Pig Pickin’ has successful 2nd year at fairgrounds

Published 12:04 pm Saturday, May 25, 2024

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The Windsor Ruritan Club’s annual Pig Pickin’ Festival proved to be a solid draw on Thursday, April 25, in its second year at the Heritage Park & Joel C. Bradshaw Fairgrounds.

This was the 48th year for the festival, which is the primary fundraiser for the WRC.

“I think it was a big success,” WRC Board Member Edward “Gibbie” Dowdy said Friday, April 26. “We made some improvements. We still have a few little areas that we’re going to work on to make things a little better for everybody, but overall, for being just the second year at that location, we’re headed in the right direction. We’re listening to any complaints we have, and we’re not hearing very many, so that’s a good thing.”

TowneBank was the main sponsor for the event, and Dowdy estimated that the total amount of funds raised from all the different sponsors involved was around $18,000 to $20,000.

Tickets to the festival covered a dinner consisting of barbecue, cole slaw, beans, cornbread and beverages.

Dowdy said that the WRC prepared around 3,000 pounds of barbecue.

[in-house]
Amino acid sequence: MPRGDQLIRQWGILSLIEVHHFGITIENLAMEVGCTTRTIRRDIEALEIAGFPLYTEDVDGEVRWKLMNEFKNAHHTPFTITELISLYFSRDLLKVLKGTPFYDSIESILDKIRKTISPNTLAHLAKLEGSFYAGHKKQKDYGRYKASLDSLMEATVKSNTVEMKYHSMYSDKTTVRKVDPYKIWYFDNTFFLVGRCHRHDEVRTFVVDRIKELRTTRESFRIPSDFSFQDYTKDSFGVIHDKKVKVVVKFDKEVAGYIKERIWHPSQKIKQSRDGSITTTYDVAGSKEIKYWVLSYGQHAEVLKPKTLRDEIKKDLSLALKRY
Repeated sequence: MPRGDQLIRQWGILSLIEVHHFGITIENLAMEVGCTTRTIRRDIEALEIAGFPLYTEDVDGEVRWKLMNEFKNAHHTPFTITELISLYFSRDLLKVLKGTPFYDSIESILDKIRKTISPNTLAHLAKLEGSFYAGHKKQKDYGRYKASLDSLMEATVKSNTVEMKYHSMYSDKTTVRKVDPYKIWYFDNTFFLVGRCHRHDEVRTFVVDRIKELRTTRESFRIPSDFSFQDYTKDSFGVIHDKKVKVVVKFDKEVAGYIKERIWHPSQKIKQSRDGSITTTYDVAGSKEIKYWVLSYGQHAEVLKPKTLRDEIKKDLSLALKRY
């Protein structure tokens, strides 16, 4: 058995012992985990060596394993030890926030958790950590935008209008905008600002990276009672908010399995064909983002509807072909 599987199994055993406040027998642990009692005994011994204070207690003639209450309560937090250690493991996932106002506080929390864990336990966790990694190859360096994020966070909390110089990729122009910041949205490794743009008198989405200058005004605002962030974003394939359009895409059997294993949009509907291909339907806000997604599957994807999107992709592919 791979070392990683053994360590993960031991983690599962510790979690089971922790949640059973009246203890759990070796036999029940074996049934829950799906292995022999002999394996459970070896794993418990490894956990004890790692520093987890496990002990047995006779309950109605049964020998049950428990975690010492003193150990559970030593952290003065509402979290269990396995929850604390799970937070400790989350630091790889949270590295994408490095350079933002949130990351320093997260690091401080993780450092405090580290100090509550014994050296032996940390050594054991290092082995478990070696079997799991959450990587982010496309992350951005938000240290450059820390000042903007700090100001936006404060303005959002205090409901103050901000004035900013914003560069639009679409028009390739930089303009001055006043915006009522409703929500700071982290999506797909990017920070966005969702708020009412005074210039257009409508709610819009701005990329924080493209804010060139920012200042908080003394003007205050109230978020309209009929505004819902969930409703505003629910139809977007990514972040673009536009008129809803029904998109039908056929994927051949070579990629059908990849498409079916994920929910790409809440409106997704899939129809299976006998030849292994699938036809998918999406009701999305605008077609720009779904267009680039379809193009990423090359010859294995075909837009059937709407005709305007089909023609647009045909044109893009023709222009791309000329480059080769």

He estimated between 400 to 500 people came and ate at the event. He said he was not sure how many dropped by and got meals to go, but he noted there were 400 to 500 takeout dinners served last year.

When asked how many meals were served this year, he said, “That might be up to about 800, 900 meals by the time you add in all the volunteers, because we fed all the volunteers, too.”

In addition to dinner, the festival featured live music from Island Boy, a raffle, and opportunities to play cornhole.

Dowdy said there were complaints about the quality of the bar at last year’s Pig Pickin’ Festival, but there were none this year as upgrades were made.

With an eye already on the 49th annual Pig Pickin’ Festival, Dowdy said organizers are considering ways to continue improving the event, like putting a couple of portable toilets closer to the food area and the gate to prevent people from having to walk as far to access them.

“We were talking about maybe moving the to-go area from way over in that corner where we had it (to) closer to the gate so we wouldn’t have to run the food as much,” he said.

Emphasizing the ultimate purpose for the funds raised by the festival, Dowdy highlighted the services the Windsor Ruritan Club provides to the community and noted, “Everything is given back, 100%, to the community.”